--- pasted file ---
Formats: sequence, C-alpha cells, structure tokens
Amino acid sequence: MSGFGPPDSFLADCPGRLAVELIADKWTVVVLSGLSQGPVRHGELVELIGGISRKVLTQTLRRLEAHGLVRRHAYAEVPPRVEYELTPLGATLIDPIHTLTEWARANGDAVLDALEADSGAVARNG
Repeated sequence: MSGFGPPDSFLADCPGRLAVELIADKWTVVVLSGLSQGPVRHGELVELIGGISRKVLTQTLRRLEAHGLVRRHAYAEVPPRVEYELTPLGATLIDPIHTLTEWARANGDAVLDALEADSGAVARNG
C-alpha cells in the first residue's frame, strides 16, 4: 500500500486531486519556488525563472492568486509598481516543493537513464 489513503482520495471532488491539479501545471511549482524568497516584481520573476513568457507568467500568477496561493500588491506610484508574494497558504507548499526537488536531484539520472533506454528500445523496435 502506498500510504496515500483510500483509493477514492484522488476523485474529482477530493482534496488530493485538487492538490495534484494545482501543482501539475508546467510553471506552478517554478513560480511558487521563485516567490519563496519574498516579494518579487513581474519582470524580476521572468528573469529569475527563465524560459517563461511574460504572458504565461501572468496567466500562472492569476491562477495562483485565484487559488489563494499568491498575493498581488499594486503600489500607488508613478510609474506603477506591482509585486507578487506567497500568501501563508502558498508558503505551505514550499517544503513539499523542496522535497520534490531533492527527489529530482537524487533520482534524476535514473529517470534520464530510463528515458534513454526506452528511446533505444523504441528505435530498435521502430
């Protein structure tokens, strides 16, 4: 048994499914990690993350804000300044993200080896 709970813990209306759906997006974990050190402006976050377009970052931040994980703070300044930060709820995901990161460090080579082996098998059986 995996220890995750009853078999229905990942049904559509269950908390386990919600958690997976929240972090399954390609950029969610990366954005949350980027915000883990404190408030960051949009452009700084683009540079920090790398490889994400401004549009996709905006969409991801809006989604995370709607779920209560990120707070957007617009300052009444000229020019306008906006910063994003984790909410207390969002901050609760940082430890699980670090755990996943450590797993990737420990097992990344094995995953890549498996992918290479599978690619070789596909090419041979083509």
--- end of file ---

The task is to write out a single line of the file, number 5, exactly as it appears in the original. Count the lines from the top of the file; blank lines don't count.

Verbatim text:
């Protein structure tokens, strides 16, 4: 048994499914990690993350804000300044993200080896 709970813990209306759906997006974990050190402006976050377009970052931040994980703070300044930060709820995901990161460090080579082996098998059986 995996220890995750009853078999229905990942049904559509269950908390386990919600958690997976929240972090399954390609950029969610990366954005949350980027915000883990404190408030960051949009452009700084683009540079920090790398490889994400401004549009996709905006969409991801809006989604995370709607779920209560990120707070957007617009300052009444000229020019306008906006910063994003984790909410207390969002901050609760940082430890699980670090755990996943450590797993990737420990097992990344094995995953890549498996992918290479599978690619070789596909090419041979083509």